Wednesday, 17 March 2010

Residency in Cambridge Pt.2: Finnegans Wakes

Finnegans Wake: Ventriloquent Agitations

The speedboat steered towards disaster seciton of the residency.

The attempt was deceptively simple enough: try to get Finnegans Wake through new throats whilst miscegenating objects in the same splace.

On Thursday 4th, I led a 'workshop with close friends (who else would want to attend one of these things at the end of term?). The last thing we did involved everyone (but me) reading from and playing with Finnegans wake. I inserted labels into a copy of the book with words like "fall" "homunculus" "stomach" "ventriloquise" and "miscegenate" written on them. Being a 'ventriloquent agitation' (FW, 56), rather than a 'performance' or 'improvisation', material was literally 'agitated', as in the way the OED describes agitation as 'the mental tossing of a matter to and fro'. I wanted something that has existed for so much time inside my skull, to be tossed about in a room with other people.

It was an indulgence to say the least.

But on that day, my (mostly) sceptical colleagues played along with the whim and produced some interesting doings. Despite the apparent formlessness of everything that was happening, things were remarkably tied together (aside from Kirstin's proclivity towards the spool of string) by the voices that spluttered, delivered and refused the text. This is a text that rarely instructs you how to read, yet due to its delusions of mythology, it can often determine a particular, grandilquent and ultimately pathetic tone. But when someone like Jeremy Hardingham flicks through the pages, beginning with a cod Irish accent flattening into something which quite simply takes the piss, the joke of the matter really seeps out.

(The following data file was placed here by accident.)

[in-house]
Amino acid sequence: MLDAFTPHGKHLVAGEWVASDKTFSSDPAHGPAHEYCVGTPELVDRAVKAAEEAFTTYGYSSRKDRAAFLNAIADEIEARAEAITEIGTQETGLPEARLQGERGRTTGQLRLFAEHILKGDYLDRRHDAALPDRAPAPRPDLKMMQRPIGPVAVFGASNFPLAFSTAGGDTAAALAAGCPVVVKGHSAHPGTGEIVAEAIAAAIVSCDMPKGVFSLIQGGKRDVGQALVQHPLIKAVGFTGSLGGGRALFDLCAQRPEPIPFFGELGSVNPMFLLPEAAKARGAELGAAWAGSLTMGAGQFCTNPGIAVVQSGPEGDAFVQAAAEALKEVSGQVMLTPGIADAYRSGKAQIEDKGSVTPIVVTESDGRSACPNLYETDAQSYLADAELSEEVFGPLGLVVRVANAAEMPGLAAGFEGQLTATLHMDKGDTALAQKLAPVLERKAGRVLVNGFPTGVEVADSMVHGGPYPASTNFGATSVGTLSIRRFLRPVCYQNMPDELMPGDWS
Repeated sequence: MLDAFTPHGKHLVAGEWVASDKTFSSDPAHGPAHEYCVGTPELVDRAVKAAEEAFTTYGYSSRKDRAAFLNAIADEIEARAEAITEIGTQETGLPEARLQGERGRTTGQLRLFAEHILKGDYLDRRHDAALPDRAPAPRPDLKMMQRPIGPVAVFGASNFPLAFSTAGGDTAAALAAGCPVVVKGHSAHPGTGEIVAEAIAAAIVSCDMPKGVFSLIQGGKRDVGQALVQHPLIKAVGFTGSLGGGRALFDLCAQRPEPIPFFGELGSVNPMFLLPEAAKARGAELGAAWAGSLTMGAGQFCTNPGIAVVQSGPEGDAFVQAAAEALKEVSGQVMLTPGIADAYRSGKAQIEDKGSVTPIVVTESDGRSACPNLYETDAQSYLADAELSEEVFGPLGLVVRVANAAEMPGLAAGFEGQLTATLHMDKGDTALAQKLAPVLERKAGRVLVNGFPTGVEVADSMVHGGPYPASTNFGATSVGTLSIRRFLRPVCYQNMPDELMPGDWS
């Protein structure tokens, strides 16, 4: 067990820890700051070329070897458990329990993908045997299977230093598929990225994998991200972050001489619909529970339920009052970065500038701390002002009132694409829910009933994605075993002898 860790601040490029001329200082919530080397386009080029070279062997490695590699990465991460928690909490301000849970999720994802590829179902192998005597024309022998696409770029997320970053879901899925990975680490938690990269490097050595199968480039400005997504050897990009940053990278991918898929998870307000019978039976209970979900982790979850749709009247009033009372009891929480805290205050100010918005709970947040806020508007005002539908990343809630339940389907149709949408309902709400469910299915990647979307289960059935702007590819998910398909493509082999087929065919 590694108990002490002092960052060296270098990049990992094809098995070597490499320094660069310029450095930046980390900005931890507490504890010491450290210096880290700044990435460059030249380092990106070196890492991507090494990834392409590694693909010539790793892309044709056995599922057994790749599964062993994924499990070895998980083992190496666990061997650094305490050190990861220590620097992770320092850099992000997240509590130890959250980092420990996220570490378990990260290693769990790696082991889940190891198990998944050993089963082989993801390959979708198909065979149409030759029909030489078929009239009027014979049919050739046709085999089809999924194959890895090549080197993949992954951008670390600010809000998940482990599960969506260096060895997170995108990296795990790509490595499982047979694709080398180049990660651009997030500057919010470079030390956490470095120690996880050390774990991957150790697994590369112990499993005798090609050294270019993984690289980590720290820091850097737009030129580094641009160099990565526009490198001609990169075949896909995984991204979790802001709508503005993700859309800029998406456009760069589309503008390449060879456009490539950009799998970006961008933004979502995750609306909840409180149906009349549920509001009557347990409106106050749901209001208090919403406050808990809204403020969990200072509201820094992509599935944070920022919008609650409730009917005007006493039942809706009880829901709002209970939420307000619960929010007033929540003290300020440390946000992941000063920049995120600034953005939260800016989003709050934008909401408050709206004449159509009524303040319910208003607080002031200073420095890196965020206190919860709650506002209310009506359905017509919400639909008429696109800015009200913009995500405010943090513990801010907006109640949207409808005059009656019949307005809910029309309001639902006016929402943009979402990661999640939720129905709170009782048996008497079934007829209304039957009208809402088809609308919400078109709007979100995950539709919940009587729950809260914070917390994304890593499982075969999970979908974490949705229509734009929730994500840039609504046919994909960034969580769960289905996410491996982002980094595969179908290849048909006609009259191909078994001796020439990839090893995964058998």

This book shouldn't be read with reckless abandon, but it should
be abandoned, it will always be abandoned because it can never be finished. A performance of it will always be an abandonment in some way. There was a point when Jeremy began reading, probably one of the most famous passages in the book, the tale of the Mookse and the Gripes, at which point he violently spat at it and flicked to another page. Afterwards he told me that he starting making some of it up whilst Kirstin tied him to the lecturn with string.

Is it frustration? tedium? disgust? does the text agitate its reader as well as itself? I thought that this could be, out of all this impossibility, an entry point into a performance of Finnegans Wake. A series of abandonments, agitations and revulsions. As well as the love that is always there whenever someone generously offers to read it.

However, I should have left it at that and let these thoughts sink in. A week later I attempted to recreate the agitation in the Miscellaneous Theatre (?) Festival, but this time with strangers from the audience.

I outlined (what I thought was) a simple structure that would lead into a crescendo and then descend back to a single reading voice. It was a large audience and they'd already been there for 3hours (and there was at least another 3 to follow), and people did not hesitate to participate.

The long and short lesson to be learned: the gift of freedom can be an ugly prison.
I was entirely open to 'anything' happening, so politically I do